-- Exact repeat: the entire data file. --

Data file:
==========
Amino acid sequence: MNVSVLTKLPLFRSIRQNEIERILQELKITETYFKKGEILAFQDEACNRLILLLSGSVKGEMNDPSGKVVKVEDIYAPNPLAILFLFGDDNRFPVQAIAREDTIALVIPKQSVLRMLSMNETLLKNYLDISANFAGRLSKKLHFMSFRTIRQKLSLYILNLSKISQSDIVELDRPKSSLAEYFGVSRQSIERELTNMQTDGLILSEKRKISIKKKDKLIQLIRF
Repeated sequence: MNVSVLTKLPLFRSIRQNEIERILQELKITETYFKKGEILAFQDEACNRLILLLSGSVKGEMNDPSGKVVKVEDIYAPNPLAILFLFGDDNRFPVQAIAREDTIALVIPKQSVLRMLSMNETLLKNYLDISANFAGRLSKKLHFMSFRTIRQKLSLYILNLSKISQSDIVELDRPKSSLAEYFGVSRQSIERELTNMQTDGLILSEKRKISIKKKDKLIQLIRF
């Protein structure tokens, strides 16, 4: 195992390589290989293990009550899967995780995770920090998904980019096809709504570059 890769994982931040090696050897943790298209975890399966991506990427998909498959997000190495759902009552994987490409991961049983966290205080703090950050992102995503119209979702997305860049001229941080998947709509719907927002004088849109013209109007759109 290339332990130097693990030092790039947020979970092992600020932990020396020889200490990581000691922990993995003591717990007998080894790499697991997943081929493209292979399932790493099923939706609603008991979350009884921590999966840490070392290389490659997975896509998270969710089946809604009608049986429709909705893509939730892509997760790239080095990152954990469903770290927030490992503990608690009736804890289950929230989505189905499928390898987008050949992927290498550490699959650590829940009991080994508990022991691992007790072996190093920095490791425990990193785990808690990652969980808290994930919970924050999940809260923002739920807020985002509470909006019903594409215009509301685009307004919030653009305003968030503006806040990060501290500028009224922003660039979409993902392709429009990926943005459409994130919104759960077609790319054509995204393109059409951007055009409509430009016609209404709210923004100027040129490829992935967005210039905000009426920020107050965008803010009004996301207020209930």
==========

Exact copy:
Amino acid sequence: MNVSVLTKLPLFRSIRQNEIERILQELKITETYFKKGEILAFQDEACNRLILLLSGSVKGEMNDPSGKVVKVEDIYAPNPLAILFLFGDDNRFPVQAIAREDTIALVIPKQSVLRMLSMNETLLKNYLDISANFAGRLSKKLHFMSFRTIRQKLSLYILNLSKISQSDIVELDRPKSSLAEYFGVSRQSIERELTNMQTDGLILSEKRKISIKKKDKLIQLIRF
Repeated sequence: MNVSVLTKLPLFRSIRQNEIERILQELKITETYFKKGEILAFQDEACNRLILLLSGSVKGEMNDPSGKVVKVEDIYAPNPLAILFLFGDDNRFPVQAIAREDTIALVIPKQSVLRMLSMNETLLKNYLDISANFAGRLSKKLHFMSFRTIRQKLSLYILNLSKISQSDIVELDRPKSSLAEYFGVSRQSIERELTNMQTDGLILSEKRKISIKKKDKLIQLIRF
């Protein structure tokens, strides 16, 4: 195992390589290989293990009550899967995780995770920090998904980019096809709504570059 890769994982931040090696050897943790298209975890399966991506990427998909498959997000190495759902009552994987490409991961049983966290205080703090950050992102995503119209979702997305860049001229941080998947709509719907927002004088849109013209109007759109 290339332990130097693990030092790039947020979970092992600020932990020396020889200490990581000691922990993995003591717990007998080894790499697991997943081929493209292979399932790493099923939706609603008991979350009884921590999966840490070392290389490659997975896509998270969710089946809604009608049986429709909705893509939730892509997760790239080095990152954990469903770290927030490992503990608690009736804890289950929230989505189905499928390898987008050949992927290498550490699959650590829940009991080994508990022991691992007790072996190093920095490791425990990193785990808690990652969980808290994930919970924050999940809260923002739920807020985002509470909006019903594409215009509301685009307004919030653009305003968030503006806040990060501290500028009224922003660039979409993902392709429009990926943005459409994130919104759960077609790319054509995204393109059409951007055009409509430009016609209404709210923004100027040129490829992935967005210039905000009426920020107050965008803010009004996301207020209930």